I really believe my oldest brother, Andrew, and I teach them a lot about how to handle themselves when they get into a fight or accidentally get hurt while playing. They’ve learned to tough everything out and that no matter what, family is first. Ending every fight and argument with a serious apology and explanation is crucial.
5. You will begin saying things a mother would say.
“Don’t run in the kitchen, go play outside.”
“No more candy, you’re never going to sleep.”
“How many sodas have you drank today? That’s the last one.”
“Please stop making noise.”
“20 more minutes and It’s turning off.”
“After you finish your homework, then maybe.”
“Can you take the trash down?”
“Always hold the door for the ladies.”
“Say thank you!”
“I can’t carry you anymore.”
“Please don’t have friends over.”
6. You’re never bored - there’s always someone to hang out with.
Honestly, hanging out with them is really fun. It’s crazy to see how much your imagination has changed after your high school education destroyed it.
7. You get to teach them how to treat people and how to respect the ladies.
It’s super important to me that my little brothers end up driven gentlemen. I’m not their mother, so, of course, I don’t raise them or influence them entirely. But, I do have talks with them and sometimes even “pop-quiz” them when they don’t expect it. Mostly for fun, but it kind of works.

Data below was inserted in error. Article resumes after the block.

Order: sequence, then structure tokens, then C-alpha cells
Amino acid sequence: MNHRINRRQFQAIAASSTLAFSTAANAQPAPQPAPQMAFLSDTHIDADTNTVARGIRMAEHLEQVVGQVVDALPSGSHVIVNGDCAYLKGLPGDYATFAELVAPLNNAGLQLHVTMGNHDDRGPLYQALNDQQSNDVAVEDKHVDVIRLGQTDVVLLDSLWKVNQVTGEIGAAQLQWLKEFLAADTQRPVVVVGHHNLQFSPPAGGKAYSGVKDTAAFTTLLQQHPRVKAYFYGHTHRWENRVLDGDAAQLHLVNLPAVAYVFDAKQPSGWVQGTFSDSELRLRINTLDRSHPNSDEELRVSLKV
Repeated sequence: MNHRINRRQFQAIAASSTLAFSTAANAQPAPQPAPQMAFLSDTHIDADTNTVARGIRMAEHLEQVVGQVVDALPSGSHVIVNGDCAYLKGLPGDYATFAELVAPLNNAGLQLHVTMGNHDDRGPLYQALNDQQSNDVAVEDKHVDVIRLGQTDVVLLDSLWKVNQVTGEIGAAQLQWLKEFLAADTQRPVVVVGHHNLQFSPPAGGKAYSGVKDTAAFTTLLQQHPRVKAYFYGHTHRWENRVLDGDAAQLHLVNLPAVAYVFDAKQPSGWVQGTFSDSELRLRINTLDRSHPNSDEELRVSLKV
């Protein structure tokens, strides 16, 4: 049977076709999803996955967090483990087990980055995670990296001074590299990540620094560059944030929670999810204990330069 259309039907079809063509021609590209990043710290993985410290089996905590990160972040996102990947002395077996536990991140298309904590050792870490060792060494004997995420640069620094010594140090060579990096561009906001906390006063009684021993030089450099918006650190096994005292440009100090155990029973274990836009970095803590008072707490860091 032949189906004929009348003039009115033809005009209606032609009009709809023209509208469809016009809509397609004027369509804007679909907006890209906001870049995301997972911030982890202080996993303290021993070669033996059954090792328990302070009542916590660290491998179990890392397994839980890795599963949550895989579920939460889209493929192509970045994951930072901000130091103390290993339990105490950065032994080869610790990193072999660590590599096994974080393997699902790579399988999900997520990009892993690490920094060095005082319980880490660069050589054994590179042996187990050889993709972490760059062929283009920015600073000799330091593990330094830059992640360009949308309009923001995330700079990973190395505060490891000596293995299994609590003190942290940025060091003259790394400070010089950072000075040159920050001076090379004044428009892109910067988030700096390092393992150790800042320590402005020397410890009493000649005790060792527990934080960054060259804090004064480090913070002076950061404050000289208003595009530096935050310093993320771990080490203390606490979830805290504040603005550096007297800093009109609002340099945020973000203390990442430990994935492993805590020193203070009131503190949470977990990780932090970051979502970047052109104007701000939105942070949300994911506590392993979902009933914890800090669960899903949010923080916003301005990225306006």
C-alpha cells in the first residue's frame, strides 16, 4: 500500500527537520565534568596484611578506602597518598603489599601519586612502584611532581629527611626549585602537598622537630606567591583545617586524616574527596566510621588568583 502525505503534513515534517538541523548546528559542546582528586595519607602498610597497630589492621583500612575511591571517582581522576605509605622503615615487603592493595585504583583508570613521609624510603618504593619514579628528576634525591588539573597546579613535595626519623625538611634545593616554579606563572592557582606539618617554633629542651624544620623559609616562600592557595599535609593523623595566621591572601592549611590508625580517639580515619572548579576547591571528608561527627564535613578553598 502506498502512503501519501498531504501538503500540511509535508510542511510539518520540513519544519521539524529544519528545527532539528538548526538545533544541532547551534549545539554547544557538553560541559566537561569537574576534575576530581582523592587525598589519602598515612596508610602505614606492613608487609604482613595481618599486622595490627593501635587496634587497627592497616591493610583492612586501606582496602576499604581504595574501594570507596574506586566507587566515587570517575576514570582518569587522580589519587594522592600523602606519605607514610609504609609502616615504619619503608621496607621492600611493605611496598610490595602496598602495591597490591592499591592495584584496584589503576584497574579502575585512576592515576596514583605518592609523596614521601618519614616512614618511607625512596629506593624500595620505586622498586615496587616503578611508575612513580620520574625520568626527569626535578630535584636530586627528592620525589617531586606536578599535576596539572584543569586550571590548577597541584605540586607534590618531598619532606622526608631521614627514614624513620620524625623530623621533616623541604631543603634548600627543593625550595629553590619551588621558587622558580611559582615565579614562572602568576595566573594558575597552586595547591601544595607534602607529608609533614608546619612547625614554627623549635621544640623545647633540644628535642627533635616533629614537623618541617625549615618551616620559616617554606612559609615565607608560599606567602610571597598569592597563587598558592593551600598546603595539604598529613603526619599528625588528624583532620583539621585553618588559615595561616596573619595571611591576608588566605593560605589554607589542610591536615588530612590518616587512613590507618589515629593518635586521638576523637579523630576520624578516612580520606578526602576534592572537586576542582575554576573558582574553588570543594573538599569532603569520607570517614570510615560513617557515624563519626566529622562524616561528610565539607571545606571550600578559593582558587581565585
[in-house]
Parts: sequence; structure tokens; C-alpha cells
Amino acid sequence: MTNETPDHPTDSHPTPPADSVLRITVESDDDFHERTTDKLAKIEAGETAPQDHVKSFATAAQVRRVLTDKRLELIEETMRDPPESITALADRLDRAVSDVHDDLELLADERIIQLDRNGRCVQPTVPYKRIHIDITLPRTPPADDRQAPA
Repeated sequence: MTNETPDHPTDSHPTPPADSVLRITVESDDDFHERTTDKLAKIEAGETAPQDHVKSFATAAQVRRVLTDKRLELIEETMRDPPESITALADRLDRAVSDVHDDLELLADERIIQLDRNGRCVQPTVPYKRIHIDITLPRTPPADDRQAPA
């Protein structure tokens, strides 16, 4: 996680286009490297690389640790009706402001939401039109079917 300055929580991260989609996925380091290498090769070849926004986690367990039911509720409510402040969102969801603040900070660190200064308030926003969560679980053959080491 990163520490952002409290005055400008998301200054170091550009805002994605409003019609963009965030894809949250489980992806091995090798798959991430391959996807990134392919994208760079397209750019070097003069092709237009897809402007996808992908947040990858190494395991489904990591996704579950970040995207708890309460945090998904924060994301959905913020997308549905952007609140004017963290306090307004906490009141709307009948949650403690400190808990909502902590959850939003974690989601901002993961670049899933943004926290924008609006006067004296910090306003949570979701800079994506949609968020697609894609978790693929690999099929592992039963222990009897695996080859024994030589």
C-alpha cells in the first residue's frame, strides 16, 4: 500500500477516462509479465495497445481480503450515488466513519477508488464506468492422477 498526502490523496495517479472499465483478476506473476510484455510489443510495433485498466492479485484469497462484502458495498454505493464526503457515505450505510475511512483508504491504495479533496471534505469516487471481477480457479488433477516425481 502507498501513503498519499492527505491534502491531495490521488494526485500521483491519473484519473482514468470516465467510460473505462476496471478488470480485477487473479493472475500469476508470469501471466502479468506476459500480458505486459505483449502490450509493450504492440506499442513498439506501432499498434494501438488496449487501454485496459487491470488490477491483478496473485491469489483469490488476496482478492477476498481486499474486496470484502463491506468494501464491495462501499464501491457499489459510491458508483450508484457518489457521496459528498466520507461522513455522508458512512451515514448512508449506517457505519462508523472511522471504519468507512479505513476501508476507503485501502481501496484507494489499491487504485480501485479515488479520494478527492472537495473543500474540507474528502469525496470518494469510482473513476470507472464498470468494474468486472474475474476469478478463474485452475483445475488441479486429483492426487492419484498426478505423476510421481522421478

8. You’re perspective on having kids one day might change.
I’ve already changed a hundred diapers, I’ve been pissed on, gone on hour car rides with constant crying, been through the “terrible-twos,” seen how much each of them cost, helped them with math homework - which thanks to the new “common core curriculum" has made addition more complicated than building a rocket ship.
I really have never wanted kids because I’ve seen what happens behind the scenes.
Their ages range so much it’s like dealing with six stages of puberty all at once.
But, I wouldn’t trade them for the world, they’re my best friends. Definitely don’t want my own though… I have enough of them to continue the family tree; I’m fine with being the cool Aunt.
9. You get so good at ignoring sounds it’s almost like you can switch your ears off and go deaf when necessary.
I’ve had friends over who are in absolute awe of the constant noise in my house. Running, playing, yelling… You get used to blocking it out. The plus side is that I can study in a room of mass chaos now.
10. You see that not all guys are a**holes - my brothers have the biggest hearts.
All of us would do anything for each other, and that makes me feel so good.
11. You’ll probably end up with more guy friends than girlfriends.
I’ve always been more comfortable and social when hanging out with guys. I feel nervous in a room full of girls rather than a room full of dudes. If you find the right group of guy friends, you figure out how to deplete most of the drama from your life… They just don’t care about petty things as much. It’s great (I love my girls though, too).
12. You grow up surrounded by love and brotherhood.
They are my boys, my blood brothers. I would do anything for them and seeing them grow up is awesome.
Having six little bro's is one of the greatest gifts I have. I love you, boys!